The spin Hall effect (SHE) enables us to create spin current in non-magnetic materials without using ferromagnetic materials. It is a crucial element in the central idea behind spintronics, that of manipulating currents of spin instead of currents of charge. Since the first experimental report on the SHE in semiconductors in 2004, the phenomenon and its mechanism have been intensively studied to find out more efficient and economical methods of generation of the spin current, both in semiconductors and metals.
The inverse process of SHE (ISHE) is similarly recognized as a key step to be mastered in order to convert the spin current back into a charge current. So while both the SHE and its inverse are important for the potential applications, there are few examples of their use as an electrical detector of more fundamental properties of condensed matter.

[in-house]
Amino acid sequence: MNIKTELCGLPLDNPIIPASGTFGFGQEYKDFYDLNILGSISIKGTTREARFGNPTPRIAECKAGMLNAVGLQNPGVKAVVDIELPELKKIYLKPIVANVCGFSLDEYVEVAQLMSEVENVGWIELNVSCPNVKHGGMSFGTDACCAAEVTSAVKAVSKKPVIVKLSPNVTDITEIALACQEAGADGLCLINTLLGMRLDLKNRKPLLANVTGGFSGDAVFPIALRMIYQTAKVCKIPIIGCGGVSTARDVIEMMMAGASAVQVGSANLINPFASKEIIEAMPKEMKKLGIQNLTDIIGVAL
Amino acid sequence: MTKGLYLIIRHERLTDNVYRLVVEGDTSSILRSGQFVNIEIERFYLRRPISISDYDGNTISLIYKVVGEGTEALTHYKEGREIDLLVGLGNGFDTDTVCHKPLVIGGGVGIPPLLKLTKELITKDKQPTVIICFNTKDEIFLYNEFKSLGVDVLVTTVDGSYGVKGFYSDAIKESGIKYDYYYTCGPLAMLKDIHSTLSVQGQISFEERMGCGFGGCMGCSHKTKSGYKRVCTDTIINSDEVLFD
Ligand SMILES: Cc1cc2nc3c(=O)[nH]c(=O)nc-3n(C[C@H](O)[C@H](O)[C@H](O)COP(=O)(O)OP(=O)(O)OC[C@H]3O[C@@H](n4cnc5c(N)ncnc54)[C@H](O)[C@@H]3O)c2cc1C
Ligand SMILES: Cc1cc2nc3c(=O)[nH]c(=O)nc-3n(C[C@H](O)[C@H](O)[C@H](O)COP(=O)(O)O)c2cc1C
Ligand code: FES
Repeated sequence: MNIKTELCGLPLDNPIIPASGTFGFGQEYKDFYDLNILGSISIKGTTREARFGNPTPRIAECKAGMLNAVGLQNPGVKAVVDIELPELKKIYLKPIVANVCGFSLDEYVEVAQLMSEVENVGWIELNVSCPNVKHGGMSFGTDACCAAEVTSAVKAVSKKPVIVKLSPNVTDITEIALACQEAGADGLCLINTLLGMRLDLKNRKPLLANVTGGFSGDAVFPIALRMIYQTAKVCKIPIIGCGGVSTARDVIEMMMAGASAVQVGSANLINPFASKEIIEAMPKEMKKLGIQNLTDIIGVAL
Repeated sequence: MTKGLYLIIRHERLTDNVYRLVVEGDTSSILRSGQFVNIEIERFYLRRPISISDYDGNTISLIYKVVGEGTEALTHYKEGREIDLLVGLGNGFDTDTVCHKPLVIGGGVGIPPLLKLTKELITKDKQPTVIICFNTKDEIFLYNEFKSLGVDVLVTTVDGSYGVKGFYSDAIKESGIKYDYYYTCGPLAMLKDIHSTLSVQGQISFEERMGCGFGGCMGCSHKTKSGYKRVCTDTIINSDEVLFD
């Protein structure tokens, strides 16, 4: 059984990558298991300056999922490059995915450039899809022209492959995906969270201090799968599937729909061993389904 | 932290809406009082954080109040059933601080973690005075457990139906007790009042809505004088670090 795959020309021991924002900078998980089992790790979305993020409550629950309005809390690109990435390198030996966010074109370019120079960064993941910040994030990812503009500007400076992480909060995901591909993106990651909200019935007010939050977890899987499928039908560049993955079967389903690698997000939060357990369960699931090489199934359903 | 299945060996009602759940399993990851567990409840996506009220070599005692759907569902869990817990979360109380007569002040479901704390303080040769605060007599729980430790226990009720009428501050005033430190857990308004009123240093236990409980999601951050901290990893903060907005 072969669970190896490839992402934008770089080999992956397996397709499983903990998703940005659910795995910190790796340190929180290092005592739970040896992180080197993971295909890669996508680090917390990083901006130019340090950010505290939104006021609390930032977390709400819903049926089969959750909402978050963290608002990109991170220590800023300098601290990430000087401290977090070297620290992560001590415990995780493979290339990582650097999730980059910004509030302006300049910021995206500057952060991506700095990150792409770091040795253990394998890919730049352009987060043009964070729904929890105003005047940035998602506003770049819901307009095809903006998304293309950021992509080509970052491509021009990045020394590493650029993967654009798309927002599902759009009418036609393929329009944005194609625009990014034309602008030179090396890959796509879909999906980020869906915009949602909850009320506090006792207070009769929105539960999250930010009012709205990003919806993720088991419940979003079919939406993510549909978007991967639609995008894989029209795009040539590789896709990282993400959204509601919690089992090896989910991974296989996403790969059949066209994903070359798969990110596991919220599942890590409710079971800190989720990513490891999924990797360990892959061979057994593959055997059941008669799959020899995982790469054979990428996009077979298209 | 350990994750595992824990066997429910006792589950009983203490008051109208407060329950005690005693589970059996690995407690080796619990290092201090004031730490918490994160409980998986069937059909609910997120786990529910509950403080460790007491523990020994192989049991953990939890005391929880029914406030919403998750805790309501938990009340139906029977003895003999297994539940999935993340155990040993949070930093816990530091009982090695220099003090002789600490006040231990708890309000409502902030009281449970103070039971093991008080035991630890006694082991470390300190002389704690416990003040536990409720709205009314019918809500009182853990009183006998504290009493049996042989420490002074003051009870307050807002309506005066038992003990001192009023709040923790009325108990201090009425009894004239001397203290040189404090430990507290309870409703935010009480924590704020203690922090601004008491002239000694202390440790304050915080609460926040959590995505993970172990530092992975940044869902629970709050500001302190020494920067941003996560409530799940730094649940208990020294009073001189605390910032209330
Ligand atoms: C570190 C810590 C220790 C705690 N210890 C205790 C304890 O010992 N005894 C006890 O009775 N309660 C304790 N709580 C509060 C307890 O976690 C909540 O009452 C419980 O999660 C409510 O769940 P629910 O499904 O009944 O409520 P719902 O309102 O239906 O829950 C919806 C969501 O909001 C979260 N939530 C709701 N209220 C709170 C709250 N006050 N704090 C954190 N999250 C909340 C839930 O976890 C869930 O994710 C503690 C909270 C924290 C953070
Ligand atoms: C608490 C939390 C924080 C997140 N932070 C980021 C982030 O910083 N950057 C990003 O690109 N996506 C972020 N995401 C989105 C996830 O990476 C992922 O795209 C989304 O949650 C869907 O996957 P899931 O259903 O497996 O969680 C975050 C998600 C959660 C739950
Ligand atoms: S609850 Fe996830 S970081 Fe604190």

In an article just released in Nature communications, scientists from the University of Tokyo, the Japanese Atomic Energy Authority and the ILL propose a new way to harness the ISHE as a probe of nonlinear spin fluctuations in the vicinity of the magnetic phase transition of a magnetic metal.
This work provides a new probe which has shown to be applicable to nanowires, with a sensitivity to a tiny magnetic moment orders of magnitude smaller than that which could be seen by a conventional SQUID magnetometer.
Explore further: How the hummingbird achieves its aerobatic feats
More information: Nature Comms., 11/09/2012 doi: 10.1038/ncomms2063 . http://www.nature.com/ncomms/journal/v3/n9/full/ncomms2063.html